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Expert tips on how to clean granite countertops the right way

Granite takes a little bit of TLC, but caring for it doesn’t have to be complicated. Read on to learn how to clean granite countertops to keep them looking gorgeous for years to come.

You've just updated your kitchen and you can’t stop admiring your beautiful new granite countertops. Or maybe you’re dreaming of a kitchen renovation, looking at samples and wondering how granite would work in your home. In either case, you’ll need to know how to care for your new counters.

Granite takes a little bit of TLC, but caring for it doesn’t have to be complicated. Read on to learn how to clean granite countertops to keep them looking gorgeous for years to come.

Seal Your Counters

Before you put anything on your counters, including any sort of cleaning agent, the first thing you need to do is seal them. Granite is a natural stone and so has pores that can absorb everything from food spills to cleaning chemicals. This can stain and damage your granite permanently, and there’s little you can do to fix it. 

When your granite counters are installed, check if they’re sealed by placing a few drops of water on the counter. If it beads up and stays, your counters are sealed; if the water absorbs in after a few minutes, they aren’t. Check the seal on your counters every few weeks, and plan to reseal your granite at least once a year.

Never Use Harsh Cleaners

When you’re cleaning your granite, there are a few key rules you need to follow each time. First of all, you should never use harsh cleaners, especially bleaching agents, on your granite. Because it is a porous natural stone, these cleaners can damage the surface, even stripping through the sealant you put on to etch the stone.

Make sure you always avoid ammonia, window cleaner, bleach, and even natural acids like vinegar, lemon, or lime juice. As we’ll discuss in a moment, it’s best to stick to a gentle, non-abrasive soap and water. There are also safe ways to disinfect your granite without resorting to these harsh cleaners.

Proper Tools

Just as harsh chemicals can damage your granite, harsh cleaning tools can, too. While your sealant is designed to protect against daily wear and tear, that doesn’t mean it’s untouchable. You can scrub it off and, if you keep scrubbing with the wrong thing, scratch the surface of your granite itself.

Try to avoid scrubbing sponges, and certainly never use steel wool or other metal scrubbers on your granite. Instead, go for gentle cloths, including an old washcloth or a damp paper towel when cleaning your granite. The best option, of course, is a microfiber cloth that will keep your sealant and your granite in pristine shape.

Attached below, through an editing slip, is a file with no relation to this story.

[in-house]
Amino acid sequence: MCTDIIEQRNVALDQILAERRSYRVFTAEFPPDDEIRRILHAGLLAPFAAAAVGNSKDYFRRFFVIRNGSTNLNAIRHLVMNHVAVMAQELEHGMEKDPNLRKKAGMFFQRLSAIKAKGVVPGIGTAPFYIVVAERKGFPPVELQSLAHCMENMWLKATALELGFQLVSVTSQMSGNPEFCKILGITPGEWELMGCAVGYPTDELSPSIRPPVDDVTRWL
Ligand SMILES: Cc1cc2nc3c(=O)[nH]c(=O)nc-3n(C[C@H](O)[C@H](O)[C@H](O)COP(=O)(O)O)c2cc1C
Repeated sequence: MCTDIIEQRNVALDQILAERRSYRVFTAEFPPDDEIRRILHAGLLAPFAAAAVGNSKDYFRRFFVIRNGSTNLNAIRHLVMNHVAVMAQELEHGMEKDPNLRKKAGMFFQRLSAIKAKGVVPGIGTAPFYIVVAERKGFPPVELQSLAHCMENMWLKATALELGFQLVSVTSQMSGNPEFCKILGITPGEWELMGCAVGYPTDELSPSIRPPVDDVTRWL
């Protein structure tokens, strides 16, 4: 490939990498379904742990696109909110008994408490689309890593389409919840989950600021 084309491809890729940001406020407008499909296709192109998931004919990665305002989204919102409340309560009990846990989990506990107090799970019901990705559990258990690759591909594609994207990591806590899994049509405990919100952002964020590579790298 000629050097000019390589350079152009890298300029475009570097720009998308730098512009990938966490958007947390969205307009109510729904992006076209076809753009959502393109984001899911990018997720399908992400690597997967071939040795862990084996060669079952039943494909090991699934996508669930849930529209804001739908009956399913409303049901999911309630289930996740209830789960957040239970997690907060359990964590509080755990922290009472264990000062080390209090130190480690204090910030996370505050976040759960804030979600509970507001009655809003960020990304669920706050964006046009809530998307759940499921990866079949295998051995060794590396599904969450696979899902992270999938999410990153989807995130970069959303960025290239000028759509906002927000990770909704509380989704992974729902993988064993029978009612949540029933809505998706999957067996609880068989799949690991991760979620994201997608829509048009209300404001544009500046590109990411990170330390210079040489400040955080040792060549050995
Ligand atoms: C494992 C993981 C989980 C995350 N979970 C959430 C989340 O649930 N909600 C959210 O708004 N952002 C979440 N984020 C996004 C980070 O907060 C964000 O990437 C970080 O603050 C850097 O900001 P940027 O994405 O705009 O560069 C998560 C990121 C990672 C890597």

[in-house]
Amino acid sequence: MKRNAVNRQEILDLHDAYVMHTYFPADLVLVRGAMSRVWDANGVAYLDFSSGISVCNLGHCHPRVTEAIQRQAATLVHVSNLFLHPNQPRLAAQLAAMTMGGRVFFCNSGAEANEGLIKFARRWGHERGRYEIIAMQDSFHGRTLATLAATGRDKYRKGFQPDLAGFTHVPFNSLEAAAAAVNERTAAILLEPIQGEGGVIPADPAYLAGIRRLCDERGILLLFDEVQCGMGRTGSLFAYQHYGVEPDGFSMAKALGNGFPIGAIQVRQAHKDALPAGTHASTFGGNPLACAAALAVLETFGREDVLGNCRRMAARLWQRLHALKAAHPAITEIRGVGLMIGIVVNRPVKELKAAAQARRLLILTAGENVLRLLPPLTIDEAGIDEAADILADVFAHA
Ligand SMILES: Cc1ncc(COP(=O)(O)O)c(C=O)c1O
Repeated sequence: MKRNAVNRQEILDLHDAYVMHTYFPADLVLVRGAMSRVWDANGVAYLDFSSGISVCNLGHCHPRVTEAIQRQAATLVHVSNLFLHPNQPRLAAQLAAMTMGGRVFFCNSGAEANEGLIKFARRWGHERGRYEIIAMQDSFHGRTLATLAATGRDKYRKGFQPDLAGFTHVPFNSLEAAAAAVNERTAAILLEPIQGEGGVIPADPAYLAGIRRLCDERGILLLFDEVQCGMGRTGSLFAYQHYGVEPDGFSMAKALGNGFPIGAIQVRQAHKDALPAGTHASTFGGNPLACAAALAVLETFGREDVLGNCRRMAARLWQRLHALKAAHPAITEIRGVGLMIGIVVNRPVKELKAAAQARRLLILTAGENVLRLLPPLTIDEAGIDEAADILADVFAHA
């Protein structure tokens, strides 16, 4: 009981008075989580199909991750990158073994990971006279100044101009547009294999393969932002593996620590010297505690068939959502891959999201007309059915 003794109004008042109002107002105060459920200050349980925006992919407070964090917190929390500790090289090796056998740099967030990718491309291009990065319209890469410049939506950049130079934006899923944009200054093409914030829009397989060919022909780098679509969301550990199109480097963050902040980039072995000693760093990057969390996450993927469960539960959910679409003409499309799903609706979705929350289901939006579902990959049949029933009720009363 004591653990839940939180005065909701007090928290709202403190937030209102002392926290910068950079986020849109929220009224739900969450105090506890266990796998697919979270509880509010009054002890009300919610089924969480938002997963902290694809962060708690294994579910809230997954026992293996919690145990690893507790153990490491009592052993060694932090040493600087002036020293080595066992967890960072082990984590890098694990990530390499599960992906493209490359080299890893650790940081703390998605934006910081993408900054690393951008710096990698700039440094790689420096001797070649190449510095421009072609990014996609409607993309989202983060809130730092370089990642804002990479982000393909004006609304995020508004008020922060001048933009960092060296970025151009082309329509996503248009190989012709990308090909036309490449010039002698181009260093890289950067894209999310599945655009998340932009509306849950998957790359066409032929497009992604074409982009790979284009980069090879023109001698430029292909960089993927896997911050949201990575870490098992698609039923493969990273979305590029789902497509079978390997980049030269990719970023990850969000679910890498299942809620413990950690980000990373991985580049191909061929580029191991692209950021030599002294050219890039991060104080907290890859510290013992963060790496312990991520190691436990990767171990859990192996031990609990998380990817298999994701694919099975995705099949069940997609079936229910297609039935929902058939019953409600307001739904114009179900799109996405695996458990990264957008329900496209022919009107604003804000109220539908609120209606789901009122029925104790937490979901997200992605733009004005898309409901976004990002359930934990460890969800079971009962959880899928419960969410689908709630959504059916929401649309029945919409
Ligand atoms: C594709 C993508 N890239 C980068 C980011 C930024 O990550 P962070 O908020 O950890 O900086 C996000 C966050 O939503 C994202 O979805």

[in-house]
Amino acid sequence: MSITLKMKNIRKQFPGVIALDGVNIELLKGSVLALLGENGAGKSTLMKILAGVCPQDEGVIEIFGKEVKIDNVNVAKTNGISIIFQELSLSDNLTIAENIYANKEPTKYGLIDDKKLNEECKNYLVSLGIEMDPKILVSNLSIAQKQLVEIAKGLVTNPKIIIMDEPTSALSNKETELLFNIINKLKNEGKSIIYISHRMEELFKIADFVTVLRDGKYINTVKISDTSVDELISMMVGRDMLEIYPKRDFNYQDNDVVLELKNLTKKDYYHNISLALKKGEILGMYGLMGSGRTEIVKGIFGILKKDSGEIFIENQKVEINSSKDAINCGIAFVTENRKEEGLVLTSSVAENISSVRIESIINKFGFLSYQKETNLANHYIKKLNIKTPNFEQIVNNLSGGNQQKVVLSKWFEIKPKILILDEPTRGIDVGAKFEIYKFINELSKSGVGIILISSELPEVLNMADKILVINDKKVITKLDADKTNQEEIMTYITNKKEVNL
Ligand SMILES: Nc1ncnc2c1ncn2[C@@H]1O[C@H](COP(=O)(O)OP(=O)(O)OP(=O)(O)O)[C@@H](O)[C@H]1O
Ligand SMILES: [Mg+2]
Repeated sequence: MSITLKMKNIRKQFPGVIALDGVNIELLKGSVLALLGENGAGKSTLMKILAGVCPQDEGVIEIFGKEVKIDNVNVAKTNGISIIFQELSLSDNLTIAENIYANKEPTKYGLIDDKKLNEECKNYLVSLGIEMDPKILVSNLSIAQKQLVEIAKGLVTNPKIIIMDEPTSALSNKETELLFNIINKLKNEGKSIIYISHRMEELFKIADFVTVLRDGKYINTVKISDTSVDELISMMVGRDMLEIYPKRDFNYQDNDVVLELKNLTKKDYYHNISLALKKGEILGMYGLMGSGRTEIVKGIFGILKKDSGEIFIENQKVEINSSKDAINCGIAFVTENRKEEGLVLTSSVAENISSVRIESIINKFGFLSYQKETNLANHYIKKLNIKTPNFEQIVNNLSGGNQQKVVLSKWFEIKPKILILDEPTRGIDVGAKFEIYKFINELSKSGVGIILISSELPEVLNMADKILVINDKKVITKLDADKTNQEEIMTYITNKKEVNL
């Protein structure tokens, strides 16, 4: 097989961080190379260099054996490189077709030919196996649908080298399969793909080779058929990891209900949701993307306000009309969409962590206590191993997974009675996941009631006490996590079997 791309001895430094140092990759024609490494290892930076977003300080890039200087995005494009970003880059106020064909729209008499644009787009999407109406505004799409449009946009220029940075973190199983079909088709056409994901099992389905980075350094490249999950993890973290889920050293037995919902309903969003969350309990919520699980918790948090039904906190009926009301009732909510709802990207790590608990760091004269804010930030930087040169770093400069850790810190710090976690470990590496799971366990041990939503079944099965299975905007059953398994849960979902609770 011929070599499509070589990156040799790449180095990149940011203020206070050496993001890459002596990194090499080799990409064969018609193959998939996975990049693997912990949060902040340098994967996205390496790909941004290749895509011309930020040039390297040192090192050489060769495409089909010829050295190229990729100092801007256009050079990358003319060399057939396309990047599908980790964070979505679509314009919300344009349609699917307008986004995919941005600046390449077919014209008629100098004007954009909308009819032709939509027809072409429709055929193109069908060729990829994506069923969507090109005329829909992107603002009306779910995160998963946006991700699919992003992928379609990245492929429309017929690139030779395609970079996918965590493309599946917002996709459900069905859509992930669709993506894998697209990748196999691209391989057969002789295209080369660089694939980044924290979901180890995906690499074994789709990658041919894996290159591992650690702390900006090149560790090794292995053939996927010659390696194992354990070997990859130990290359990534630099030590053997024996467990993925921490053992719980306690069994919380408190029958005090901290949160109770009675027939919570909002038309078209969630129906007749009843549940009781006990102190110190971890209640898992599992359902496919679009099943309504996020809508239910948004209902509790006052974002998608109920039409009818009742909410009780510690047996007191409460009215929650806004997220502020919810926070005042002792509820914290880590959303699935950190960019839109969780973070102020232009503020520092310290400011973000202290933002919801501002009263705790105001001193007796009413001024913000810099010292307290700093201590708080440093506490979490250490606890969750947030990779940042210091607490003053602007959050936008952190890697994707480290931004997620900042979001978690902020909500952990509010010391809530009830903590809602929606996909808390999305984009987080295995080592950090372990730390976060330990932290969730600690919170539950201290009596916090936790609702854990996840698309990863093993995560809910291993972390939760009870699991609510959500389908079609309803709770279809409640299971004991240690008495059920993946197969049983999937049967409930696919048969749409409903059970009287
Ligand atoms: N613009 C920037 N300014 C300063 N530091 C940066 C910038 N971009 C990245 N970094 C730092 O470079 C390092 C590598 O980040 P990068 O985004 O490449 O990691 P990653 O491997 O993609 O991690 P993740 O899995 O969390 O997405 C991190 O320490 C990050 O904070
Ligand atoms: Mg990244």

Daily Cleaning

When you’re going through your kitchen routine every day, make sure the last thing you do before you wrap up is wipe down your counters. The more often you clean your counters, the less likely you’ll be to encounter tough messes and stains. Start by clearing your counters off or moving items out of your way as you clean so you can get any crumbs or spills lurking behind canisters. 

Fill your sink up with soapy water as hot as you can comfortably manage and soak a clean cloth. Wipe down your countertops, paying special attention to corners and any places where there was a spill, especially of something acidic. Finish by wiping your counters dry with a microfiber cloth to avoid streaking on your stone. 

Disinfecting Granite

In the last year, we’ve all become a lot more aware of the germs lurking in nooks and crannies around us. While keeping your home clean is important, your daily wipe down should be enough to keep your countertops sanitized. However, there are ways to disinfect your granite from time to time if you’re concerned about viruses and bacteria growing on the surface.

Place some 70 percent isopropyl alcohol in a spray bottle and spray a light coat over your clean, dry counters. You don’t need to dilute the alcohol, and in fact, the CDC says that alcohol loses much of its disinfectant property when diluted below 50 percent strength. Let the alcohol sit on your counters for about five minutes, and then wipe them down with water and dry them with your microfiber cloth.

Removing Stubborn Stains

We hear some of you out there saying, “That’s great, but a gentle cloth, soap, and water aren’t going to remove some of the stains on my granite.” We know tough messes can be a headache, and the urge to pull out the bleach can be strong. But there are better ways to handle these messes without putting your beautiful countertops at risk. 

If you have gunk or buildup stuck on your counters, get a razor blade in a scraper and, keeping the entire edge of the blade in contact with the counter, scrape away that spot. Always be careful when using this method, and wear gloves to prevent cuts. You can also make a paste of baking soda and water, spread it on the stain, allow it to sit until it dries, and wipe it away.

Learn How to Clean Granite Countertops

Granite countertops are beautiful and, when cared for properly, can last for decades in pristine condition. Make sure you never use any harsh cleaners or scrubbing pads on your countertops. Instead, wipe them daily with warm soapy water and use a razor blade to carefully remove any tough stains.

If you’d like to learn more about how to clean granite countertops, check out the rest of our site at Surprise Granite. We specialize in residential and commercial stone sales and design, and we bring pride and passion to every project that we undertake. Get a free estimate for your kitchen design today, and discover the granite fabrication and home remodeling solutions for all your kitchen and bath needs.

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